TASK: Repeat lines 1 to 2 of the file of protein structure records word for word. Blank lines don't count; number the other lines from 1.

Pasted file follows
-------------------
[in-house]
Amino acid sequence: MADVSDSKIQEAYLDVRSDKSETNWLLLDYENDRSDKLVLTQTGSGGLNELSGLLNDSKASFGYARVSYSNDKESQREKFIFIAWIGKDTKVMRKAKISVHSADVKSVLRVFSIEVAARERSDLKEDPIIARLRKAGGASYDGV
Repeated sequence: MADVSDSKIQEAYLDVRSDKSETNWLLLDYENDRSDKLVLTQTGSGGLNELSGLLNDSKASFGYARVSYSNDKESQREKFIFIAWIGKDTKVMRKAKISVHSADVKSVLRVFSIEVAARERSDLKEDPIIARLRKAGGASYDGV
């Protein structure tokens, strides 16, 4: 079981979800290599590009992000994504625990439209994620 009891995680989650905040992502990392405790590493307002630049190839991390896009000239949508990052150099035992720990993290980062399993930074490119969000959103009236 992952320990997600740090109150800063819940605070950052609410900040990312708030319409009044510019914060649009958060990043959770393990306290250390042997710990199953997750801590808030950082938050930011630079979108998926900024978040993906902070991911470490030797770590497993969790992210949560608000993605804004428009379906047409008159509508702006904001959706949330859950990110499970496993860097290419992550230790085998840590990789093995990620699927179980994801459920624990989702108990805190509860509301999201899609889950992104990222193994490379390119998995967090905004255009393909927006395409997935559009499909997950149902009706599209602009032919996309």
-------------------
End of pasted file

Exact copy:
[in-house]
Amino acid sequence: MADVSDSKIQEAYLDVRSDKSETNWLLLDYENDRSDKLVLTQTGSGGLNELSGLLNDSKASFGYARVSYSNDKESQREKFIFIAWIGKDTKVMRKAKISVHSADVKSVLRVFSIEVAARERSDLKEDPIIARLRKAGGASYDGV